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21 October 2015 Simulations of three-dimensional radiometric imaging of extended sources in a security screening portal
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This paper investigates by simulation the use of the three-dimensional aperture synthesis imaging technique to image three-dimensional extended sources. Software was written to access the three-dimensional information from computer graphics models in the formats of *.dxf and *.3ds and use these to generate synthetic cross-correlations, as if they would have been generated by an aperture synthesis antenna/receiver array measuring the radiometric emission from the three-dimensional object. A three-dimensional (near-field) aperture synthesis imaging algorithm generates [1] a voxel image of the three-dimensional object. Images created from a sphere indicate faithful reproduction about a single phase centre when the radius of the sphere is less than the Fresnel scale. However, for larger spheres, definition in the threedimensional imagery suffers and a phenomenon, referred to in this paper as Fresnel noise, appears in the image. Images of objects larger than the Fresnel scale can be created by having multiple smaller images, each having a size approximately of the Fresnel scale and centred on separate phase centres. Using the software to generate threedimensional imagery of a person, to demonstrate capabilities for portal security screening, indicates the technique works to first order. Improvements are needed in the software to improve the spatial sampling of the radiometric fields from the three-dimensional objects and implement a volumetric image mosaicking technique to remove the Fresnel noise.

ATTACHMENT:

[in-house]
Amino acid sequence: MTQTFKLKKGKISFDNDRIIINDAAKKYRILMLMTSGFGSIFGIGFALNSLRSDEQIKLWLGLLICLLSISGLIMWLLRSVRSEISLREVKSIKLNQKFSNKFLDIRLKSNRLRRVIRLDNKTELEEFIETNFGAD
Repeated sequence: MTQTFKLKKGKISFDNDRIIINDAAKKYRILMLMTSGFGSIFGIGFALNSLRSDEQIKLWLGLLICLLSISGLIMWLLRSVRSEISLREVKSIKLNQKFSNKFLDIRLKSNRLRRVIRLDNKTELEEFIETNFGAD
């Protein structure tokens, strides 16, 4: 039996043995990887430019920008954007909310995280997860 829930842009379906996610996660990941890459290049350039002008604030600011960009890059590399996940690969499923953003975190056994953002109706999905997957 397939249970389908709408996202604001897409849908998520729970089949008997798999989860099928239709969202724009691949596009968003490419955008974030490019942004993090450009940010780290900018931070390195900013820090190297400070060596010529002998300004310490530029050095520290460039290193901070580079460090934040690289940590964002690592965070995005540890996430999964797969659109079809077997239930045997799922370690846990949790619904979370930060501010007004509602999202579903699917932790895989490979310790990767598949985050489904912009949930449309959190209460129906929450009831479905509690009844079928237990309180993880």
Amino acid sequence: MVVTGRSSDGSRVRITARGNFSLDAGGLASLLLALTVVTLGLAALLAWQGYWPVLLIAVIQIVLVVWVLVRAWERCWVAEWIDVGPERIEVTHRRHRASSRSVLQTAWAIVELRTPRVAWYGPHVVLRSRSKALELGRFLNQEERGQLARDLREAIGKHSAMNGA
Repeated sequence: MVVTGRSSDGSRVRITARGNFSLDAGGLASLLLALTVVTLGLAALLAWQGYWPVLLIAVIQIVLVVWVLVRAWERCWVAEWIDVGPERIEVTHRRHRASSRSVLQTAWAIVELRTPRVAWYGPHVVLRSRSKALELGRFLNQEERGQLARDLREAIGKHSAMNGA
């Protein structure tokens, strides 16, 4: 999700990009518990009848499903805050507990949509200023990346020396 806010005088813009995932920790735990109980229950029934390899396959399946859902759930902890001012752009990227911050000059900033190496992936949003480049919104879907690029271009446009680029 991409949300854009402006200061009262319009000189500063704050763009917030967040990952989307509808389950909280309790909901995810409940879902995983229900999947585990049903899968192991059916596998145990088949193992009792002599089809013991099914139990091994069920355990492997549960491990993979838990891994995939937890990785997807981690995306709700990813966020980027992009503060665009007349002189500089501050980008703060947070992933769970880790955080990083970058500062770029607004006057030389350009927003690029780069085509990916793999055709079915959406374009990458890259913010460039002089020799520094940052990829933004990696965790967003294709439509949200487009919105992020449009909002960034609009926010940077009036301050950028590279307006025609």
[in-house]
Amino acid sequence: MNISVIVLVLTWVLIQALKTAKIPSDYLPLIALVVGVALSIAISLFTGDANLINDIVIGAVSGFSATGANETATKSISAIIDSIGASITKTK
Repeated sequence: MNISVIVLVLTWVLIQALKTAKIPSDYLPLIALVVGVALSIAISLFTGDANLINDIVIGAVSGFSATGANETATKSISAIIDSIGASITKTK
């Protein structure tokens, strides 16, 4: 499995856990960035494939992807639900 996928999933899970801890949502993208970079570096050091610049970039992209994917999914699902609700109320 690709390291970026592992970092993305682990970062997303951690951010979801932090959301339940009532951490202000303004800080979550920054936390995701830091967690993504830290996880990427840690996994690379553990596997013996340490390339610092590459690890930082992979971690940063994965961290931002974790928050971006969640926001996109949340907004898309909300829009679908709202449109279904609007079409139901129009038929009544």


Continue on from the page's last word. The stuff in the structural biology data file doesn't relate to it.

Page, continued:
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Neil A. Salmon and Nick Bowring "Simulations of three-dimensional radiometric imaging of extended sources in a security screening portal", Proc. SPIE 9651, Millimetre Wave and Terahertz Sensors and Technology VIII, 965106 (21 October 2015);

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